Portuguese stocks plunged and bond yields widened Feb. 4 as worries over budget deficits and sovereign debt spread to another Southern Europe country
There was no let-up in the turmoil caused by European budget deficits on Thursday (4 February), with investors turning their attention to the weak state of Portugal's public finances.
The country's stock market plunged nearly five percent, the biggest daily fall since November 2008, and bonds yields rose, even as opposition parties proposed to increase public spending on the Atlantic islands of Madeira and the Azores.
Portuguese finance minister Fernando Teixeira dos Santos from the centre-left Socialist party implored members of parliament not to follow through with the opposition regional finance bill, warning it would only add to investor doubts.
In a televised address, he said it would send the "the worst possible message" to financial markets, at a time when Europe's peripheral states are under intense scrutiny.
Portugal, Ireland, Italy, Greece and Spain – occasionally referred to collectively has the "PIIGS" countries – have drawn extensive heat from markets since the financial crisis began, although a series of hairshirt budgets in Ireland has started to provide some let-up from investors.
Greek plans to rein in its budget deficit won European Commission support this week, with Mr Teixeira dos Santos promising that Portuguese plans, expected later this month, would be "no less ambitious."
Portugal had taken over from Greece as the main victim of the "animal spirits" of financial markets, said the finance minister, adding that the concerns were not justified.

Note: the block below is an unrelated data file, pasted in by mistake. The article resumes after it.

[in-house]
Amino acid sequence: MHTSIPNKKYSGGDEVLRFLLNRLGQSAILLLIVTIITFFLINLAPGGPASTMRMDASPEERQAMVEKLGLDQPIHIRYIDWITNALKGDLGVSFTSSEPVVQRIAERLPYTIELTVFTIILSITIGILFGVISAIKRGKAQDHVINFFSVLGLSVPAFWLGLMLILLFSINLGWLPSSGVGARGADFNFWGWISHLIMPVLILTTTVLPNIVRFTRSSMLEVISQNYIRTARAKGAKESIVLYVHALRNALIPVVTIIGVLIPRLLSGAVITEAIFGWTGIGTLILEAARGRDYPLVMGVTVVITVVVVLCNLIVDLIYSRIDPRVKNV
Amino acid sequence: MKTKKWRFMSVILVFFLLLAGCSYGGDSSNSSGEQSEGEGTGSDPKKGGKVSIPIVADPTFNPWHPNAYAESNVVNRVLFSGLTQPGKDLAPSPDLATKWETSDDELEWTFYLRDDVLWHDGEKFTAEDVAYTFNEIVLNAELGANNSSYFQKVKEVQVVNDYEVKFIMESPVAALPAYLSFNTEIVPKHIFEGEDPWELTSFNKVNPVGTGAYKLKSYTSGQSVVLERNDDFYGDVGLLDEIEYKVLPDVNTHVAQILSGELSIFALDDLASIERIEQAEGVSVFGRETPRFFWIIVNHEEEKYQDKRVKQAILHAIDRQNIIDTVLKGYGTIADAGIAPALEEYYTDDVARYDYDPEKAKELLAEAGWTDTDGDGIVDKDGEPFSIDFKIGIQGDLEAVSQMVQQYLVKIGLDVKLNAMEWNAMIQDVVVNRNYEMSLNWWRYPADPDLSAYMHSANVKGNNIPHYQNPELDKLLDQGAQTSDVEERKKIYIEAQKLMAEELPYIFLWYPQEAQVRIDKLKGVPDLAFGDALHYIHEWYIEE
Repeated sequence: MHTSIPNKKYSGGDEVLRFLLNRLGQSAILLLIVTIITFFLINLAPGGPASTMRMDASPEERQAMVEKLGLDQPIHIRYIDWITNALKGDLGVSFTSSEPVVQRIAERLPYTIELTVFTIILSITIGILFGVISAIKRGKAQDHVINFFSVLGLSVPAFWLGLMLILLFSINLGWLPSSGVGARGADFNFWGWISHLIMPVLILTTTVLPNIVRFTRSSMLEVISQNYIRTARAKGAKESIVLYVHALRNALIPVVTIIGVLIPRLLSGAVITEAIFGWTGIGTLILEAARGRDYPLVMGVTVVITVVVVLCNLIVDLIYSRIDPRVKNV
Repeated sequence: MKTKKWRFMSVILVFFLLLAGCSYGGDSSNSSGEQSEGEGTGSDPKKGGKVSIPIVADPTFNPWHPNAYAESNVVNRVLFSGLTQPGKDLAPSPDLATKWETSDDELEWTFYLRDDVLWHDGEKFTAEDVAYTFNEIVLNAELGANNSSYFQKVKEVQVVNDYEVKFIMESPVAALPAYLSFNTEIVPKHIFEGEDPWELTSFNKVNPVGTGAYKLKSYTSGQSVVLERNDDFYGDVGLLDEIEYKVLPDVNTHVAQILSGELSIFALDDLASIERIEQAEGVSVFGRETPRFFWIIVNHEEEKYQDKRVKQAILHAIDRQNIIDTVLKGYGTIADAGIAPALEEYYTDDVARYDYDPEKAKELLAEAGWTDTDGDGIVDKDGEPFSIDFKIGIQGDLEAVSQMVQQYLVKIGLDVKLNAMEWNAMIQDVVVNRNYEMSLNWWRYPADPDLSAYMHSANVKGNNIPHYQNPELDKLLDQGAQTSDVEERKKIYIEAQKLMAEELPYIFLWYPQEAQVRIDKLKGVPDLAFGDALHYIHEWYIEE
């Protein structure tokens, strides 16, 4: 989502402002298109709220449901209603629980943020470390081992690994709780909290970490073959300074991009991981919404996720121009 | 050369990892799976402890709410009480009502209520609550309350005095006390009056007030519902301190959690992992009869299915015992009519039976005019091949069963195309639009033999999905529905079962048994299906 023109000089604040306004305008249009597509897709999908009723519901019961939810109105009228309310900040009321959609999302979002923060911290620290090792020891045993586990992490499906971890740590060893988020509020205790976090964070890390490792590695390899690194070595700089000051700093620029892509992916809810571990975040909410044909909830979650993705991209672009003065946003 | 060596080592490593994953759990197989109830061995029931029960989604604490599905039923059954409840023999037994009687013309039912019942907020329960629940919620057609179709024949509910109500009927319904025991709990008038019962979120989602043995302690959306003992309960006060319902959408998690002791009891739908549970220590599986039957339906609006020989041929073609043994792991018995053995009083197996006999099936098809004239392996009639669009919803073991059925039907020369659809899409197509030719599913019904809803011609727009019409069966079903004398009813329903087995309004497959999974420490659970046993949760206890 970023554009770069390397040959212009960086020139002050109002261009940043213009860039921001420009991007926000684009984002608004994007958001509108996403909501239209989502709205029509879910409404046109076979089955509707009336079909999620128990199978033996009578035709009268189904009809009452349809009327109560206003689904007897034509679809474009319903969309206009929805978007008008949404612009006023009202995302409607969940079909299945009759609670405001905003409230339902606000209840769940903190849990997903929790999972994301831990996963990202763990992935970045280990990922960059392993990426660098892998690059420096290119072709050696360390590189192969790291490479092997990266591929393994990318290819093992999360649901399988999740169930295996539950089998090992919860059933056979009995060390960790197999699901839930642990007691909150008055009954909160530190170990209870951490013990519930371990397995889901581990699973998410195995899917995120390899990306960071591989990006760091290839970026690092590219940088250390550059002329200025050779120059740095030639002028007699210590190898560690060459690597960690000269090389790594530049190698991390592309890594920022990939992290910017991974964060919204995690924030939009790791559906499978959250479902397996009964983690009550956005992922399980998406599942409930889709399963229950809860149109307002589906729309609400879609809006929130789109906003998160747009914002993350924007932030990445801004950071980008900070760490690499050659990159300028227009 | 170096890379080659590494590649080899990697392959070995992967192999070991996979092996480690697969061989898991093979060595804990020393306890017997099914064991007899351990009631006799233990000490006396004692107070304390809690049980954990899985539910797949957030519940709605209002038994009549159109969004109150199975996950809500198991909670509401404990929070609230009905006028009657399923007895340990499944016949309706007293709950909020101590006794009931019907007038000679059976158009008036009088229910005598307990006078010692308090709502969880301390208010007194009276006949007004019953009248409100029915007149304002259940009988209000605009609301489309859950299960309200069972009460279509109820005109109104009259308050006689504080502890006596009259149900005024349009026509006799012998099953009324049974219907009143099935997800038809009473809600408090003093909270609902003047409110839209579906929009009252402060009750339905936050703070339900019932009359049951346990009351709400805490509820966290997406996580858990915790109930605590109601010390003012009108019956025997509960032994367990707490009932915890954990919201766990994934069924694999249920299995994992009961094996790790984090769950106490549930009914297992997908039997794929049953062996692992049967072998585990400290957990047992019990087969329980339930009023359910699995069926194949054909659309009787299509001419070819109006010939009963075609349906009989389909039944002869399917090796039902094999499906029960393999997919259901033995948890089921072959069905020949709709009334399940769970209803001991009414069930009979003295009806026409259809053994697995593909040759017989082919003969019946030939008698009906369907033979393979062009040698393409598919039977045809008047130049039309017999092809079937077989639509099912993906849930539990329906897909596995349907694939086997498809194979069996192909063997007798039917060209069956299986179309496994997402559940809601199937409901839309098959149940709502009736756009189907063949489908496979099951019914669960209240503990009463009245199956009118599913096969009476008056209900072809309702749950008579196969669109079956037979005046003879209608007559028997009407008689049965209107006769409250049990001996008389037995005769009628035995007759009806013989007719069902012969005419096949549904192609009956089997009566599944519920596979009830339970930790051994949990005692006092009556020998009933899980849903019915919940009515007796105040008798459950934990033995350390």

European Central Bank president Jean-Claude Trichet also sought to soothe fears over the eurozone on Thursday, saying the bloc's average deficit of around six percent compared "very flatteringly" to other countries such as the US where is close to 10 percent.
For his part, Spanish Prime Minister Jose Luis Rodriguez Zapatero attempted to convince investors that his Socialist government had a solid grip on the country's budgetary problems.
Speaking at a closed-door gathering at the US Chamber of Commerce in Washington on Thursday, he stressed the point that Spain's deficit was a consequence of stimulus spending that had now peaked, and pointed to fresh austerity measures outlined last week.
Despite the panoply of remarks intended to allay market fears, doubts remain over the ability of European governments to push through spending cuts and tax increases without causing social unrest.
Spanish unions on Thursday threatened massive protests in response to the government's plans to slash spending in a bid to save €50 billion by 2013. The country's employees are also concerned by the recent proposal from Madrid to increase the age of retirement by two years to 67.
The backlash in Greece against government measures also escalated on Thursday, with the country's customs and tax officials launching a 48-hour strike that shut down ports and border crossing points.
Greece's largest union, the General Confederation of Greek Workers, which represents private sector employees, also announced plans to hold a one-day strike on 24 February as a sign of solidarity with public sector workers, set to bear the brunt of Athens' tough new measures.